Man Arrested After Spending $14,000 On Prostitutes Using Fake Money He Printed At Home

A man from Switzerland has reportedly been convicted after it was discovered he spent nearly $14,000 on prostitutes using fake money he printed himself at home. The 50-year-old man is said to have been sentenced at a Basel court to three years behind bars for forgery, which took place between July and October 2019, the Daily Mail reports.

  1. He was finally caught out by a bank. The man, who was unnamed, was discovered when one of the prostitutes he used tried to take the money to the bank to deposit. The 39-year-old woman used an ATM for the deposit, but the machine wouldn’t accept the notes, so she reported them to police. It’s believed she mistakenly accepted the forged notes without realizing they weren’t real.
  2. The cash wasn’t even particularly convincing. In fact, the forged cash was so bad that “a blind man could tell it wasn’t real,” according to the Basel County Court president. None of the notes contained any security features and in some instances, they were printed the wrong way around altogether. One can only assume the sex worker who accepted the money was unable to see the notes very well in the dark, which is what she told The Local.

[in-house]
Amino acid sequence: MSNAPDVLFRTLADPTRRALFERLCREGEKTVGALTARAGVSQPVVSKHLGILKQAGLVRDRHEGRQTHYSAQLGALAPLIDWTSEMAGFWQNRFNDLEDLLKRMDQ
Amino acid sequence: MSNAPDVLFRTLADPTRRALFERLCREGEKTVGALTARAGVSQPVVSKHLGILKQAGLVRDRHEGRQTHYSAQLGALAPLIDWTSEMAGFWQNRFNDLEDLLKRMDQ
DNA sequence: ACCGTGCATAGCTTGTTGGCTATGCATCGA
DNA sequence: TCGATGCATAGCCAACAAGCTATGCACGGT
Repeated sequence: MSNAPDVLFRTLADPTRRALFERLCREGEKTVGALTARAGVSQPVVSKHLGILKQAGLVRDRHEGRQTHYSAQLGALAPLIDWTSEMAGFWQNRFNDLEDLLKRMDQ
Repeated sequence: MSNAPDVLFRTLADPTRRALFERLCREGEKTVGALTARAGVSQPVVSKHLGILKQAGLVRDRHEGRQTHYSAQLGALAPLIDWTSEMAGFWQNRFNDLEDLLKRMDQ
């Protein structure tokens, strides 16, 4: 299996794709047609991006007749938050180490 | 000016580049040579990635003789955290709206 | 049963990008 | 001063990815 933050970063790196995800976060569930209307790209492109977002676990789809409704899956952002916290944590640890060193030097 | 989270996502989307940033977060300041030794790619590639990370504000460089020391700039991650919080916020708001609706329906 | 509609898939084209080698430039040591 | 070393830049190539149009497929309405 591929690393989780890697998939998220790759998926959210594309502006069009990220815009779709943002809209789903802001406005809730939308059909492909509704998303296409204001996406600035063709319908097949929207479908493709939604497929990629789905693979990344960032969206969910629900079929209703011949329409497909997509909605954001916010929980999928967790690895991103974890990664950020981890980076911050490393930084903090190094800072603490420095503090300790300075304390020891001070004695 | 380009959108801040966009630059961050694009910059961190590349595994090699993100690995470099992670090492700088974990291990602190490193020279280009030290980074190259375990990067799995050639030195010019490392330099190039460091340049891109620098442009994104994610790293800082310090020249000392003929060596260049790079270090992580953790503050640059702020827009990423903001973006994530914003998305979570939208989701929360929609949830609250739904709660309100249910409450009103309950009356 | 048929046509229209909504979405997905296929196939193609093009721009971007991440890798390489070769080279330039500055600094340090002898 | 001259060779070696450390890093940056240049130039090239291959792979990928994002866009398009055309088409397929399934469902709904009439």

3. He was rather unabashed with his crime. The man is said to have spent $2,500 with one woman on the first occasion and more than $11,000 to a second woman the following time. His defense in this instance is that the first woman accepted the money even though it was clearly fake. He also accused the second woman of having stolen a large sum of money from him, though he offered no proof of this claim. When authorities visited his home, they found an inkjet printer along with more of the fake money.
  4. Yes, prostitution is legal in Switzerland. Not only that, but it’s regulated, so no laws were broken by the women in this case. There are many licensed brothels across the country, including several in Zurich.
  5. Now, the man will be spending time in prison. He was given a conditional sentence after being convicted of fraud, counterfeiting, and circulation of counterfeit money.
Jennifer Still is a writer and editor with more than 10 years of experience. The managing editor of Bolde, she has bylines in Vanity Fair, Business Insider, The New York Times, Glamour, Bon Appetit, and many more. You can follow her on Twitter @jenniferlstill